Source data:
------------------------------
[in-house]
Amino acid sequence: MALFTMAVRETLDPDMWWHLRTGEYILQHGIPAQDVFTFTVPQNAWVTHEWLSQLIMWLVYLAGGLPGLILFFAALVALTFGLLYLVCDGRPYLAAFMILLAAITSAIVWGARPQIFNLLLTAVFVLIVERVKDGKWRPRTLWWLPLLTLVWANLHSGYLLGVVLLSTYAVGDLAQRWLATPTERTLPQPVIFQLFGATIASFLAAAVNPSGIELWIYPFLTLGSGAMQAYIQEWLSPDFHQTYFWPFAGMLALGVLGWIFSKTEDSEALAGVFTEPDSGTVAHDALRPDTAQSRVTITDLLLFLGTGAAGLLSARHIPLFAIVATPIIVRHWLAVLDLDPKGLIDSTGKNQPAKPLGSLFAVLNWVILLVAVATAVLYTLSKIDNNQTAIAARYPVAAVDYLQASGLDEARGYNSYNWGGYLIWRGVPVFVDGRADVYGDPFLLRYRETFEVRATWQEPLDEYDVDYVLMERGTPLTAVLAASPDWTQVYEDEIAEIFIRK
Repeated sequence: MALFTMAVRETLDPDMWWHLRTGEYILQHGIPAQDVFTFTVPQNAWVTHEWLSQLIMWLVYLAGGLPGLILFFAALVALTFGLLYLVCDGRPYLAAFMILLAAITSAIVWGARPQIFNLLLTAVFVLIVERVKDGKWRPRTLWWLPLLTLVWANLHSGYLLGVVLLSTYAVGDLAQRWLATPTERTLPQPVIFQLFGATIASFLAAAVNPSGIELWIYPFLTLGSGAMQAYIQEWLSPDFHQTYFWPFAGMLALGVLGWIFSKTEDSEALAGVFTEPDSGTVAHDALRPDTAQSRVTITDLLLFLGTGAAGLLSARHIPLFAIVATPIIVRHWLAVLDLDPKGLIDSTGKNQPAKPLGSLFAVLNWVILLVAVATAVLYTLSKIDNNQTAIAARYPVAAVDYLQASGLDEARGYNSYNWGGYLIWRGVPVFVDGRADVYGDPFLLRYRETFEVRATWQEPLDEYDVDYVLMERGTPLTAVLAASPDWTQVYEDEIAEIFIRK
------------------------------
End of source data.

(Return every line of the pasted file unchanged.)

[in-house]
Amino acid sequence: MALFTMAVRETLDPDMWWHLRTGEYILQHGIPAQDVFTFTVPQNAWVTHEWLSQLIMWLVYLAGGLPGLILFFAALVALTFGLLYLVCDGRPYLAAFMILLAAITSAIVWGARPQIFNLLLTAVFVLIVERVKDGKWRPRTLWWLPLLTLVWANLHSGYLLGVVLLSTYAVGDLAQRWLATPTERTLPQPVIFQLFGATIASFLAAAVNPSGIELWIYPFLTLGSGAMQAYIQEWLSPDFHQTYFWPFAGMLALGVLGWIFSKTEDSEALAGVFTEPDSGTVAHDALRPDTAQSRVTITDLLLFLGTGAAGLLSARHIPLFAIVATPIIVRHWLAVLDLDPKGLIDSTGKNQPAKPLGSLFAVLNWVILLVAVATAVLYTLSKIDNNQTAIAARYPVAAVDYLQASGLDEARGYNSYNWGGYLIWRGVPVFVDGRADVYGDPFLLRYRETFEVRATWQEPLDEYDVDYVLMERGTPLTAVLAASPDWTQVYEDEIAEIFIRK
Repeated sequence: MALFTMAVRETLDPDMWWHLRTGEYILQHGIPAQDVFTFTVPQNAWVTHEWLSQLIMWLVYLAGGLPGLILFFAALVALTFGLLYLVCDGRPYLAAFMILLAAITSAIVWGARPQIFNLLLTAVFVLIVERVKDGKWRPRTLWWLPLLTLVWANLHSGYLLGVVLLSTYAVGDLAQRWLATPTERTLPQPVIFQLFGATIASFLAAAVNPSGIELWIYPFLTLGSGAMQAYIQEWLSPDFHQTYFWPFAGMLALGVLGWIFSKTEDSEALAGVFTEPDSGTVAHDALRPDTAQSRVTITDLLLFLGTGAAGLLSARHIPLFAIVATPIIVRHWLAVLDLDPKGLIDSTGKNQPAKPLGSLFAVLNWVILLVAVATAVLYTLSKIDNNQTAIAARYPVAAVDYLQASGLDEARGYNSYNWGGYLIWRGVPVFVDGRADVYGDPFLLRYRETFEVRATWQEPLDEYDVDYVLMERGTPLTAVLAASPDWTQVYEDEIAEIFIRK